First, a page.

De Bell, S., White, M., Griffiths, A., Darlow, A., Taylor, T., Wheeler, B., & Lovell, R. (2020). Spending time in the garden is positively associated with health and wellbeing: Results from a national survey in England. Landscape and Urban Planning, 200(June 2019), 103836. https://doi.org/10.1016/j.landurbplan.2020.103836

Exner, A., & Schützenberger, I. (2018). Creative Natures. Community gardening, social class and city development in Vienna. Geoforum, 92, 181–195. https://doi.org/10.1016/j.geoforum.2018.04.011

Guelmami, Z. (2019). “I got the power!”: An exploration of contemporary fetishism. Qualitative Market Research, 22(5), 781–795. https://doi.org/10.1108/QMR-12-2016-0124

Hu, Y., & Mei, L. (2021). From Literary Illusions to Media Simulacra: Toward a Semiotic Imagology in the Era of Global Communication. In European Review (Vol. 29, Issue 4, pp. 551–567). Cambridge University Press. https://doi.org/10.1017/S1062798720000794

Kompas.com. (2020, October 1). Digemari Masyarakat, Ini Alasan Harga Janda Bolong Melambung. Retrieved March 29th 2021 from: https://megapolitan.kompas.com/read/2020/10/01/20213321/digemari-masyarakat-ini-alasan-harga-janda-bolong-melambung?page=all

Kuldova, T. (2019). Fetishism and the problem of disavowal. In Qualitative Market Research (Vol. 22, Issue 5, pp. 766–780). Emerald Group Publishing Ltd. https://doi.org/10.1108/QMR-12-2016-0125

Lazzini, A., Lazzini, S., Balluchi, F., & Mazza, M. (2021). Emotions, moods and hyperreality: social media and the stock market during the first phase of COVID-19 pandemic. Accounting, Auditing and Accountability Journal. https://doi.org/10.1108/AAAJ-08-2020-4786

Leeuwen, T. V. (2005). Introducing Social Semiotics. Oxon, UK: Routledge.

Low, D., & Pandya, J. Z. (2019). Issues of Validity, Subjectivity, and Reflexivity in Multimodal Literacy Research and Analysis. https://www.researchgate.net/publication/332447852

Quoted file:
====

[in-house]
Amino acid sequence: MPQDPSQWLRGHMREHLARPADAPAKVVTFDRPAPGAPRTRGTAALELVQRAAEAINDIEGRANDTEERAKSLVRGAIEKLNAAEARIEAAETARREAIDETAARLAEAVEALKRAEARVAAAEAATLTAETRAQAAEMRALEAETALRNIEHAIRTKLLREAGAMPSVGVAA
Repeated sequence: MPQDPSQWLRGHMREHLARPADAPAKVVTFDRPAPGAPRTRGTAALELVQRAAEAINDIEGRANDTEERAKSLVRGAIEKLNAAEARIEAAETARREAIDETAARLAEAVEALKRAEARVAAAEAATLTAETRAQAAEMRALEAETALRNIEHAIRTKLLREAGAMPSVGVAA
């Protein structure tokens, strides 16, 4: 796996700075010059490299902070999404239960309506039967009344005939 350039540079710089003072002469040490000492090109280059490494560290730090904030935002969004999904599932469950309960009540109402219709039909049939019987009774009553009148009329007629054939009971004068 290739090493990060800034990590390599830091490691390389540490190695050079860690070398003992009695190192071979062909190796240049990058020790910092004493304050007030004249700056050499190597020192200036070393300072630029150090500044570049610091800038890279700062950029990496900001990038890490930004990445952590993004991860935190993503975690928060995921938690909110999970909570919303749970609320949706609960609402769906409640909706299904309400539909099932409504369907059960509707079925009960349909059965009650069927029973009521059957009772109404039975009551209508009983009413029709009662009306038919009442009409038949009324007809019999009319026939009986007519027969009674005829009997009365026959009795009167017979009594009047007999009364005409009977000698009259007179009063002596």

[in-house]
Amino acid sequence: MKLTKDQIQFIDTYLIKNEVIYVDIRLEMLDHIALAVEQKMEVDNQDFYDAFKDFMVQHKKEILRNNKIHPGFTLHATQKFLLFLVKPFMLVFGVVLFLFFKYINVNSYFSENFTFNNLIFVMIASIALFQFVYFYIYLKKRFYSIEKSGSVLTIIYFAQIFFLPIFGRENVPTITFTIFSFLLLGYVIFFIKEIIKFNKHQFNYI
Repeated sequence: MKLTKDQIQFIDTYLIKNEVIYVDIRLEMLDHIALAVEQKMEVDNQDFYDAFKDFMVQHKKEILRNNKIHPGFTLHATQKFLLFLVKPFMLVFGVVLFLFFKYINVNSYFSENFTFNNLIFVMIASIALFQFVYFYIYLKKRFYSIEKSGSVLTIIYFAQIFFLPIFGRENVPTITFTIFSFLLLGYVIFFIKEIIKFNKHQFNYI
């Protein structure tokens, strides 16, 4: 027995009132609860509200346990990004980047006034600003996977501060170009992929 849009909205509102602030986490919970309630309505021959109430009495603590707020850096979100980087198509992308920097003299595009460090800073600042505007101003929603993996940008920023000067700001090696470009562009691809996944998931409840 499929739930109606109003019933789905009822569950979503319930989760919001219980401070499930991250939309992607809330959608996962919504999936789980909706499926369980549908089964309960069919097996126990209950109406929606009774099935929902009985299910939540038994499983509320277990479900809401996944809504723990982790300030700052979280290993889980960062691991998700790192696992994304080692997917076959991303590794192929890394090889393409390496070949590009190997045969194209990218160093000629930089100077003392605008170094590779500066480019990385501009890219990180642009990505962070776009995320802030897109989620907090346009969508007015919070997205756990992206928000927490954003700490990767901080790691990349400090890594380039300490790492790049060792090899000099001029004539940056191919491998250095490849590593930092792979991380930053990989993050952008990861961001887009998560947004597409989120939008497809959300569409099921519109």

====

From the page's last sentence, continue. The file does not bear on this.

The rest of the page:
Morris, J. (2021). Simulacra in the Age of Social Media: Baudrillard as the Prophet of Fake News. Journal of Communication Inquiry, 45(4), 319–336. https://doi.org/10.1177/0196859920977154

Murray, D. C. (2020). Selfie consumerism in a narcissistic age. Consumption Markets and Culture, 23(1), 21–43. https://doi.org/10.1080/10253866.2018.1467318

Paraskevaidis, P., & Weidenfeld, A. (2019). Sign consumption and sign promotion in visitor attractions: A netnography of the visitor experience in Titanic Belfast. International Journal of Contemporary Hospitality Management, 31(4), 1937–1955. https://doi.org/10.1108/IJCHM-07-2018-0543

Pawlett, W. (2018). ‘Media Events’ reconsidered: from ritual theory to simulation and performativity. Journal for Cultural Research, 22(1), 1–15. https://doi.org/10.1080/14797585.2017.1370865

Raad, D. R. (2021). The power of collective vision: landscape, visual media, and the production of American mountains. Journal of Cultural Geography, 38(1), 102–122. https://doi.org/10.1080/08873631.2020.1775005

Reed, M., & Keech, D. (2019). Gardening cyberspace—social media and hybrid spaces in the creation of food citizenship in the Bristol city-region, UK. Landscape Research, 44(7), 822–833. https://doi.org/10.1080/01426397.2017.1336517

Roberts, J. M., & Cremin, C. (2019). Prosumer culture and the question of fetishism. Journal of Consumer Culture, 19(2), 213–230. https://doi.org/10.1177/1469540517717773

Roberts, M., & Ponting, J. (2018). Waves of simulation: Arguing authenticity in an era of surfing the hyperreal. International Review for the Sociology of Sport. https://doi.org/10.1177/1012690218791997

Simon, A. (2019). The competitive consumption and fetishism of wildlife trophies. Journal of Consumer Culture, 19(2), 151–168. https://doi.org/10.1177/1469540517690571

Published

2022-05-19
Abstract 71  .